Google (NASDAQ: GOOG) specialists have created a machine called PlaNet, that can identify the location of almost any photograph using only the pixels it contains, even if they were taken indoors, said the MIT’s Technology Review.

PlaNet outperforms humans and it can even recognize the location of indoor photographs and specific things such as pets or food. To create the machine, the team lead by Tobias Weyand, a computer vision specialist at Google, took data from more than 126 million geolocated images from the Web.

The new deep-learning program churns through millions of photos to determine the best match. Credits: The Verge

The team then took million of pictures to teach a neural network to identify the location using just the image itself. They explain in their abstract about the machine that it can be difficult for a system to determine the location of a picture just by using pixels.

Usually, cues such as landmarks, weather patterns, vegetation, road markings and architectural details can provide information about approximate or exact locations when combined together. Currently, websites like GeoGuessr and View from your Window, challenge humans to determine where a picture was taken, by showing those cues.

In order to improve location recognition, the Google team created a machine that is able to use and integrate multiple visible cues. It can even outperform previous approaches and human levels of accuracy, wrote the team.

“In contrast, we pose the problem as one of classification by subdividing the surface of the earth into thousands of multi-scale geographic cells and train a deep network using millions of geotagged images” added the team.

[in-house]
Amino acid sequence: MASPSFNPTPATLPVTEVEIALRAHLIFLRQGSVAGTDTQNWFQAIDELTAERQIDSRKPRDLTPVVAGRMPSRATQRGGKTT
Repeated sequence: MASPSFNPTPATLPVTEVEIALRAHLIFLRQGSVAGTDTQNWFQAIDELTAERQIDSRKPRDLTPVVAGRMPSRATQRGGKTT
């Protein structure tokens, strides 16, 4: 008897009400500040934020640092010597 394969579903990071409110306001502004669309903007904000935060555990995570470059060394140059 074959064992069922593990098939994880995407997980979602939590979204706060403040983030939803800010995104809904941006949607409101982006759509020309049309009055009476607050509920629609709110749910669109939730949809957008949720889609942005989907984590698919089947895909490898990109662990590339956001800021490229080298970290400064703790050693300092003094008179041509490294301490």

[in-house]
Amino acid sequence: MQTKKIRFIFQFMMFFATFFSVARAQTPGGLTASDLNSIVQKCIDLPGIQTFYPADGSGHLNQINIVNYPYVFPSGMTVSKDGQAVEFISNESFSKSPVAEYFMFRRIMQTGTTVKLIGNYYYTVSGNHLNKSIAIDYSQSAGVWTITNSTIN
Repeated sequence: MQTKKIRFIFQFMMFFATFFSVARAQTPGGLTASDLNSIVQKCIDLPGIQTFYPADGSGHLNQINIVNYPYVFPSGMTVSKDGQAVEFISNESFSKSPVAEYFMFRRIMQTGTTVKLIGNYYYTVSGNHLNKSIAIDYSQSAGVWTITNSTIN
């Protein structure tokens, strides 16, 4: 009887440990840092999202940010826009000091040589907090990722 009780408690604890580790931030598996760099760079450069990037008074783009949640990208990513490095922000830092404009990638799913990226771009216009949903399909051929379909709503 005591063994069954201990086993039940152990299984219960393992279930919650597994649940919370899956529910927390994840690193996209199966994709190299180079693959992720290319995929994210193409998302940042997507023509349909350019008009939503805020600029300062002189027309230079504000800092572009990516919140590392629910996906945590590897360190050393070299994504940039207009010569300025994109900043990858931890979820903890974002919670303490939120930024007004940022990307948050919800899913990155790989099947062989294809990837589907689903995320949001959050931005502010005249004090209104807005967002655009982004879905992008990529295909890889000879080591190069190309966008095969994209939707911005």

It has learned different scenes that are hard to recognize even for humans.

Results would appear to show that PlaNet achieves a 50% better performance when compared to other models of location recognition. When the team conducted trials with geotagged Flickr images, the system assigned 48 percent of them to the right continent, 28.4 to the right country, 10.1 percent to the right city, and 3.6 percent to the actual street, said Technology Review.

It seems interesting that PlaNet does not analyze the same cues than humans, but it still has a “super-human” performance. Tobias Weyand thinks that the system has an advantage over humans because it has seen many more places than any human can ever visit, and it has learned different scenes that are hard to recognize even for humans.

The system can also determine the location of some pictures taken indoors, that show no location cues, but just when images are part of an album that has other pictures containing similar information.

There is not information whether PlaNet will be released for users, however, researchers explained that the model uses only 377 MB, which is a small amount of memory when compared to other systems that use gigabytes of information.

Source: MIT Tech Review